Do's and don'ts for effective configuration management
By Pink Elephant
01 Jan 2007 | SearchCIO.com
Most everyone agrees that it is a major undertaking to implement and maintain a fully integrated Configuration Management process, including a consistently accurate Configuration Management Data Base (CMDB), but it's definitely worth doing because the potential payback to the business is very high.
The business payback is large because the CMDB is the strategic core of the ITIL framework that supports all of the other service support and delivery processes. Consequently, an up-to-date and accurate CMDB empowers an IT organization to manage the components of its IT services (Configuration Items - CI) in order to maximize their positive, and minimize their negative impact on the business.
Here are some Do's and Don'ts - general guidelines and best practices - to consider for effectively implementing and managing an effective Configuration Management process, according to ITIL best practices.
- DON'T underestimate the time it takes to implement an integrated Configuration Management process.
Many organizations underestimate the time it takes to implement Configuration Management. Of all the service management processes, this is one of the most time consuming and complex, and often organizations do not plan effectively for it. A phased in approach is recommended with clear and realistic milestones, and all important quick wins, built into plans.
- DO a process maturity assessment before starting.
One of the first important steps is to assess your current process maturity level, and once determined, planning can then take place to identify scope, goals, time frames and specific action items. Many organizations strive to take their Configuration Management process to at least a "Control" level of maturity (refer to PinkLink August 2005 issue). Every situation is different but by way of general timeframes, this can take a small IT organization between four to six months, a medium size organization between six to nine months, and a large size organization up to twelve months, or longer.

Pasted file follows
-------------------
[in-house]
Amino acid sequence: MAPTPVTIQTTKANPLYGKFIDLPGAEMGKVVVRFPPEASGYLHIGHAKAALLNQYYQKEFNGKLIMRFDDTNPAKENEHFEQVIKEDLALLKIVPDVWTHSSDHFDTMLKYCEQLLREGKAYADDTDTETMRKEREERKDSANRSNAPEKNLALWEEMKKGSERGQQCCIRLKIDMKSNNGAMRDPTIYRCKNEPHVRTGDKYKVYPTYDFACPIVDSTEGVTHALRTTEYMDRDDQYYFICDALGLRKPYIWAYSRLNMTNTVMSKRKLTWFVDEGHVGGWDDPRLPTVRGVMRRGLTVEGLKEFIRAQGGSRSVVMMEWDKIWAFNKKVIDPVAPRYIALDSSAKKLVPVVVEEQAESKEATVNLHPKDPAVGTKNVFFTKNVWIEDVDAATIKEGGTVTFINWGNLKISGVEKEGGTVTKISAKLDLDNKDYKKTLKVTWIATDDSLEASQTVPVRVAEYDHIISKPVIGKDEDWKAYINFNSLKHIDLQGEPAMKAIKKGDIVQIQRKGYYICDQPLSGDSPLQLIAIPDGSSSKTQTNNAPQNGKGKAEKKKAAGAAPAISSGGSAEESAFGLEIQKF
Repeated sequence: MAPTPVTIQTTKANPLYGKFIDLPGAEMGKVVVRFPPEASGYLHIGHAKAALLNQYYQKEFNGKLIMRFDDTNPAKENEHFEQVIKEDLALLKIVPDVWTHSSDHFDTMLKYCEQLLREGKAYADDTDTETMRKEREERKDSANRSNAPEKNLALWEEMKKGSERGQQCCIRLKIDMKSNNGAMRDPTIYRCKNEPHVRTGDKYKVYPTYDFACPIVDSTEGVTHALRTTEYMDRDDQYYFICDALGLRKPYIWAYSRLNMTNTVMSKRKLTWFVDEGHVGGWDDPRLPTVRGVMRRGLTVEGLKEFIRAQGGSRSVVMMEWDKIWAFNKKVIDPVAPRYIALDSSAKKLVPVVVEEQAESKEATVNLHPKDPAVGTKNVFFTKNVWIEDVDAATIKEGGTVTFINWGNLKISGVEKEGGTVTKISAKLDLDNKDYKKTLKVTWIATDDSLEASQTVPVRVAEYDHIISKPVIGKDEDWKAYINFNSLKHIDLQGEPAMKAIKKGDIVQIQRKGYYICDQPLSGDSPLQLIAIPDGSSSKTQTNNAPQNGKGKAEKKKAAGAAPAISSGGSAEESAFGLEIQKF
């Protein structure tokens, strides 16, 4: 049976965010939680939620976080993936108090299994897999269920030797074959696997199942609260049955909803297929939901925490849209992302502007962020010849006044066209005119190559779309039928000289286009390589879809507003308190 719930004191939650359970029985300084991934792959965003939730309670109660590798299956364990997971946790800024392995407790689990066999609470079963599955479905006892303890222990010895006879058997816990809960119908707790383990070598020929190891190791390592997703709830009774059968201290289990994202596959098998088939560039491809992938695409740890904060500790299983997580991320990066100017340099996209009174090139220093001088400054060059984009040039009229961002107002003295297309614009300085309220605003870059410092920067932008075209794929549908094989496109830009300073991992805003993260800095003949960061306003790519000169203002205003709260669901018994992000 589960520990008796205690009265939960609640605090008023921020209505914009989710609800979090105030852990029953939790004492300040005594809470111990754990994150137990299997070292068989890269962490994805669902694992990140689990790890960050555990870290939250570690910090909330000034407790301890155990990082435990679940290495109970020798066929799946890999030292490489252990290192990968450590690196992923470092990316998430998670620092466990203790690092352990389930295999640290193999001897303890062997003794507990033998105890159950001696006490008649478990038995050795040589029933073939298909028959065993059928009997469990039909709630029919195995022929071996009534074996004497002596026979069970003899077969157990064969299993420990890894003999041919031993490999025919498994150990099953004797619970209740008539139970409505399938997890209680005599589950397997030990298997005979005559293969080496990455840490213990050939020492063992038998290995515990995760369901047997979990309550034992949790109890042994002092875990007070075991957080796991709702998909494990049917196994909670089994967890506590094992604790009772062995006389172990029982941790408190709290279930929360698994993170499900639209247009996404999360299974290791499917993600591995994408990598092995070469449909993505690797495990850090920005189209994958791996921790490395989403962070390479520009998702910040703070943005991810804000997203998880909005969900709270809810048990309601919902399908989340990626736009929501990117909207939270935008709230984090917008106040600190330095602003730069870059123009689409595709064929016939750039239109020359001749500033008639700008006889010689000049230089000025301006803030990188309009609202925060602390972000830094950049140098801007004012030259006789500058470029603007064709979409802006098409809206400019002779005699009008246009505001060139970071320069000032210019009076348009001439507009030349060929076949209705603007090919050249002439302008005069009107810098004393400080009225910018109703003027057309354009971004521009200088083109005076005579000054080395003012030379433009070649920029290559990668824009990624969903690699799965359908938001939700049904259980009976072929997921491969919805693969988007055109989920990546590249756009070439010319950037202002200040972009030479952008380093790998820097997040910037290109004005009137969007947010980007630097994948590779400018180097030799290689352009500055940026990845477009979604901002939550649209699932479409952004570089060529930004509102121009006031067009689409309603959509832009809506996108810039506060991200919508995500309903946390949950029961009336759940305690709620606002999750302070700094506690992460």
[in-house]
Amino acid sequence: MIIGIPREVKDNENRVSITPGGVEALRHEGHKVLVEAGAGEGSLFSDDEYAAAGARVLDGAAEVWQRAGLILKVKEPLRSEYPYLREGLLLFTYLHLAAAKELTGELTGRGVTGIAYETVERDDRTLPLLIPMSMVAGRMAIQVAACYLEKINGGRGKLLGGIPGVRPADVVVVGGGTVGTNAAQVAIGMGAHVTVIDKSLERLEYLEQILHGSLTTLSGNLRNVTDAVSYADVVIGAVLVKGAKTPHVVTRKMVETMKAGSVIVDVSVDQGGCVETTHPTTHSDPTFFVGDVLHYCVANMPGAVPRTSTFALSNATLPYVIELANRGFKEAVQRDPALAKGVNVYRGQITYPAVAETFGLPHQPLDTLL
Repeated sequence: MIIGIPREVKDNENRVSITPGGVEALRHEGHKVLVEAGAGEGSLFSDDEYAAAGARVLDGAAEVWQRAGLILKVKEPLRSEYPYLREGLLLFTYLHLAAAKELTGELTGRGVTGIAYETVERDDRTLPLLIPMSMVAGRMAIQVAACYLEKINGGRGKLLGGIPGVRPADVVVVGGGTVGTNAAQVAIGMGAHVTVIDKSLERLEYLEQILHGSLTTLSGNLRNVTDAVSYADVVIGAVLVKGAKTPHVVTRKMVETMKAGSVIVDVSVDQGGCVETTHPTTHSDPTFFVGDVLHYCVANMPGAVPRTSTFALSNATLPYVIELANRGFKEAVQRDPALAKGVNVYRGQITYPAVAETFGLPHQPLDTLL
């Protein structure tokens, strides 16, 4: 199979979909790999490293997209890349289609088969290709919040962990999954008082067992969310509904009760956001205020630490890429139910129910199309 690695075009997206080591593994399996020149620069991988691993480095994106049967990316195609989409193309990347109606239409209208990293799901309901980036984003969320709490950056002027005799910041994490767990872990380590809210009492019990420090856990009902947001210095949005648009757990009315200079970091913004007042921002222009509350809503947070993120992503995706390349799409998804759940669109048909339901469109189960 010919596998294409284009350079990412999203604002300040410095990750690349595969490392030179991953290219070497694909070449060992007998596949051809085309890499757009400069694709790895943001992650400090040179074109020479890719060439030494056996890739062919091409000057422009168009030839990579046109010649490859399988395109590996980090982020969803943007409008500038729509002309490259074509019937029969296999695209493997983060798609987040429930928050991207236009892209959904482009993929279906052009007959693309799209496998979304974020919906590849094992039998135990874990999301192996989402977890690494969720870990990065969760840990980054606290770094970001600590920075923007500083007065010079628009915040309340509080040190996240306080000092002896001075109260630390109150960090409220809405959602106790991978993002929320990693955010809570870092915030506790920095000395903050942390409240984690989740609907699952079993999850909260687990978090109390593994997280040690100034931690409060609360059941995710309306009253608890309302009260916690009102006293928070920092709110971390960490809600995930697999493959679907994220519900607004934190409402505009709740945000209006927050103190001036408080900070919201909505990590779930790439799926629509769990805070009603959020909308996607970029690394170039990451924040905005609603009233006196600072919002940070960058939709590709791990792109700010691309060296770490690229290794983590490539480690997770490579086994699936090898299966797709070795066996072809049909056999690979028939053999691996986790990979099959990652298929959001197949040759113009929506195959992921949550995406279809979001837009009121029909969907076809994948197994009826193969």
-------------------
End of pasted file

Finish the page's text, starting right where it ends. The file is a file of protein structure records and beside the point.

- DO establish the proper CMDB scope and CI level of detail.
What's right for your organization? This is a key question to answer. Determining the scope and level of detail is an important aspect of setting up Configuration Management. If the CMDB scope is too small, important parts of the infrastructure won't be easily checked, fixed, secured or restored. If the CMDB scope is too large, the cumbersomeness of the database will be an obstacle that slows down all service management processes. If there are too many CI levels, attributes and relationships it will take a great effort to maintain the CMDB. Too little detail can mean recording insufficient information about the CIs and related incidents, problems, known errors and RFC's. When determining the depth and the relationships to be covered, the requirements, associated workloads and available resources must be carefully balanced.